Danny Heinrich, 53, led authorities this summer to the field where he buried Jacob's remains. As part of his plea bargain, prosecutors agreed not to charge Heinrich with murder.
"I am truly sorry for my evil acts," Heinrich said as he stood before U.S. District Judge John Tunheim, Jacob's parents, Patty and Jerry Wetterling, and the boy's siblings.
Heinrich told them that his actions were "heinous" and "unforgivable," and apologized for what he took away from them. He said he kept silent for nearly three decades because of his fear. But he offered no explanation for why he killed Jacob.
When he confessed in court in September, Heinrich quoted a handcuffed Jacob as saying, "What did I do wrong?"
Jacob's mother, Patty Wetterling said Heinrich deliberately set out to hurt a child the night he abducted Jacob on Oct. 22, 1989, while her boy was biking with his brother and a friend near their home in the central Minnesota community of St. Joseph. She pointed out that by Heinrich's own admission, he put two bullets into his gun and shot Jacob with them.
"You didn't need to hurt him. He did nothing wrong. He just wanted to go home," Patty Wetterling said.
Patty Wetterling also told her son's killer she won't "waste a minute of time" thinking about him "from this day forward."
The sentence was the maximum the law allowed, and Heinrich technically could complete it in 17 years with good behavior, but the plea deal allows state authorities to seek his civil commitment as a sexual predator at the end of his federal prison term, which could prevent him from ever going free. Tunheim said he "won't pretend" that the sentence is only about child pornography.
"What you've done is so heinous, so brutal and so awful that I don't believe society will let you go free," Tunheim said.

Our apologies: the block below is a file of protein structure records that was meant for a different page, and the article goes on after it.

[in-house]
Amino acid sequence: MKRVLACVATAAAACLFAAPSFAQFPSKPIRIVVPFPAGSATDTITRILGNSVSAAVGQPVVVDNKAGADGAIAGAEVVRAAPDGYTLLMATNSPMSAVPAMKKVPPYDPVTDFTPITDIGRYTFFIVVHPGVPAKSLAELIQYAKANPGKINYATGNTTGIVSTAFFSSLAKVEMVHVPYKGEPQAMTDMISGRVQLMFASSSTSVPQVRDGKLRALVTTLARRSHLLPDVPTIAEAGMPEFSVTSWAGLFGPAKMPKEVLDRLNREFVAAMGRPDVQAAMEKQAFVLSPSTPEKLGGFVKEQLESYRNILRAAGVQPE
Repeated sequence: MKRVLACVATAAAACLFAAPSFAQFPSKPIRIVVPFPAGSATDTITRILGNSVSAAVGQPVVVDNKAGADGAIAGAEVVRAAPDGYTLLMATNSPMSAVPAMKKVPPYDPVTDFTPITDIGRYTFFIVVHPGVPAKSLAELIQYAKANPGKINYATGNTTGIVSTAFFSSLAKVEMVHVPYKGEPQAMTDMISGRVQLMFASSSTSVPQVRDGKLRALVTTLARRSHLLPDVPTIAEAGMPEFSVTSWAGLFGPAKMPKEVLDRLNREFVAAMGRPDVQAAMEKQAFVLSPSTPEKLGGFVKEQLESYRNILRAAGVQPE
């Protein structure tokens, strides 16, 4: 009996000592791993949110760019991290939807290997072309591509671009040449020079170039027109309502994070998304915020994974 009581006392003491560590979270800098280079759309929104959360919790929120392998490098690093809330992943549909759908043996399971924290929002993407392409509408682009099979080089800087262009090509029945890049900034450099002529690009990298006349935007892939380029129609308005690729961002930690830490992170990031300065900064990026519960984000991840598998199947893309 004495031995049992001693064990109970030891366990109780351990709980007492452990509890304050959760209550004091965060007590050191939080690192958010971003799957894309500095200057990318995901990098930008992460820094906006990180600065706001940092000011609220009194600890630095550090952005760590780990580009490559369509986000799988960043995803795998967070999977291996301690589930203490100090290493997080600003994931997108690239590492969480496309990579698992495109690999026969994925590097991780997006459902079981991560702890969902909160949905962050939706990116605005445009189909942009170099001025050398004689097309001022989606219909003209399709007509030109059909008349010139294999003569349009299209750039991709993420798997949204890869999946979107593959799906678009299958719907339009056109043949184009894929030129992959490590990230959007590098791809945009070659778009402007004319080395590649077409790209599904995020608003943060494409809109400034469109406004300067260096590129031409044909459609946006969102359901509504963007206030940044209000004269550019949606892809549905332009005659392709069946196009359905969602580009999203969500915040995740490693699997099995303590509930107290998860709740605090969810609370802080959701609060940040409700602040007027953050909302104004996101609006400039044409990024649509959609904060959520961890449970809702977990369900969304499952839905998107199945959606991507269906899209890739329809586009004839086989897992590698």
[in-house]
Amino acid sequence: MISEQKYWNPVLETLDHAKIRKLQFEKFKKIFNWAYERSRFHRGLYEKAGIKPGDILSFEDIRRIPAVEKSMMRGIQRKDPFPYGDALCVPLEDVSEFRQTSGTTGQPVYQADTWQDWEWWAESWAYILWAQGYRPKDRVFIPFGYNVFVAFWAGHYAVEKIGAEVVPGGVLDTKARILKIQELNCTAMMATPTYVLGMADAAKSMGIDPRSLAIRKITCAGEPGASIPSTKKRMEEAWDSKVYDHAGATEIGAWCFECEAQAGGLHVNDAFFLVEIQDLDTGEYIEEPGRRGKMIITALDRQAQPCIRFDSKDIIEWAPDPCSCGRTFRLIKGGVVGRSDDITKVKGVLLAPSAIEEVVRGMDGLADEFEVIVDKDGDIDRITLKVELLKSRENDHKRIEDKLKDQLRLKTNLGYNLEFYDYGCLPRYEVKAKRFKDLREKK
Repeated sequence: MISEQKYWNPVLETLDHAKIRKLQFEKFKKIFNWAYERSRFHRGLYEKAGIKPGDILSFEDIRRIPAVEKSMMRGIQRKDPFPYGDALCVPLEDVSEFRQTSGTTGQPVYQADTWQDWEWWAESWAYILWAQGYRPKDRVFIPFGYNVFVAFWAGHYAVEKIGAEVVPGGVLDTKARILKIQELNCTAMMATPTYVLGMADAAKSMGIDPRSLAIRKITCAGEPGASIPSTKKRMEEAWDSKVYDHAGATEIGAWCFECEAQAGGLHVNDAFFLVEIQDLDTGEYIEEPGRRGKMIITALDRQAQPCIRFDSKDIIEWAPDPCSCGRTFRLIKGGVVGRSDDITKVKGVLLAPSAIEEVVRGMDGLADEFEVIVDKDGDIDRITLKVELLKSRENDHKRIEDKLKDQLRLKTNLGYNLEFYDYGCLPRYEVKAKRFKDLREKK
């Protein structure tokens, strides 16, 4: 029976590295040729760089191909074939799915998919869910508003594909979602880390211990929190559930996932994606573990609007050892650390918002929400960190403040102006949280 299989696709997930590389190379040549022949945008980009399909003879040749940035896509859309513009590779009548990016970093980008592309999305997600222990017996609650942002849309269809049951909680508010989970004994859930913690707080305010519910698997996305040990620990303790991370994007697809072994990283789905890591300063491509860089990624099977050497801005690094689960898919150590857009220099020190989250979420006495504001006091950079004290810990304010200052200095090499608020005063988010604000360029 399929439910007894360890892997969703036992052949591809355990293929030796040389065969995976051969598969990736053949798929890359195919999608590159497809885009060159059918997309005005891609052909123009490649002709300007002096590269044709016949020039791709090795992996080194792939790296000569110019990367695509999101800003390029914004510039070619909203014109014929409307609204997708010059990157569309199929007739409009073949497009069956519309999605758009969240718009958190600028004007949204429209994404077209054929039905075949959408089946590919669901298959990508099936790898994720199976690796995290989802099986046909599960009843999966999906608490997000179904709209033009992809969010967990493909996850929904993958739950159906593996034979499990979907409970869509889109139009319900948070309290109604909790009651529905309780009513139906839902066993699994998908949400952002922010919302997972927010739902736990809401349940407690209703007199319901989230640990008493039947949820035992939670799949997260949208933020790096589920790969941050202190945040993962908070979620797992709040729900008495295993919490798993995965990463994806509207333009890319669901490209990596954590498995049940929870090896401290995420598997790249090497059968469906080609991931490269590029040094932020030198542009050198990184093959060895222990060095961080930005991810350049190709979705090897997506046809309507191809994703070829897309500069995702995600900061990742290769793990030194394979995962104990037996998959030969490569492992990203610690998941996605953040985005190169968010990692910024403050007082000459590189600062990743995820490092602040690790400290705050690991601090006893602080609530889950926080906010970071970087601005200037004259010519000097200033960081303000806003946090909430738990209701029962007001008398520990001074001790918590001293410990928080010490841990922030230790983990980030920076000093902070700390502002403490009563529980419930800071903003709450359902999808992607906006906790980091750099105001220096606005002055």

While some of Jacob's siblings said they want Heinrich to spend the rest of his life in prison, the family agreed with prosecutors and investigators that the plea deal was their best hope of learning Jacob's fate.
Early during the investigation, authorities questioned Heinrich, who maintained his innocence. But he came under renewed scrutiny when authorities decided to take a fresh look at the case around the 25th anniversary of the kidnapping.
As part of that effort, investigators used new technology to go back to a sex assault cause of a 12-year-old Cold Spring boy that happened nine months before Jacob's disappearance. They found Heinrich's DNA on that boy's sweatshirt, and used that evidence to get a search warrant for Heinrich's home in Annandale, where they found his child pornography collection last year.
After months of denials, Heinrich agreed in late August to confess to killing Jacob and the Cold Spring sex assault.
Heinrich detailed his crimes in chilling detail in court in September, recounting how he drove the boy to a gravel pit near Paynesville and molested him. After a patrol car with siren and lights passed nearby, he fired two shots at Jacob's head, killing him.
Patty Wetterling became a national advocate for missing children after Jacob's disappearance. A 1994 federal law named for Jacob requires states to establish sex offender registries.
The Jacob Wetterling Resource Center released this statement Monday regarding Heinrich's sentencing:
"We pause to reflect on the joy and kindness Jacob brought to his family and many others. That spirit continues through the thousands of adults and children who honor Jacob by committing to live by the traits set in the "11 for Jacob" movement.
Today's sentencing changes nothing for the Jacob Wetterling Resource Center's mission. There is much more work to do to address and prevent the abuse and exploitation of children. Today, our request is simple: Be fair. Be Kind. Be understanding. Be honest. Be thankful. Be a good sport. Be a good friend. Be joyful. Be generous. Be gentle with others. Be positive. We can all continue Jacob's Hope."
WLS-TV contributed to this report.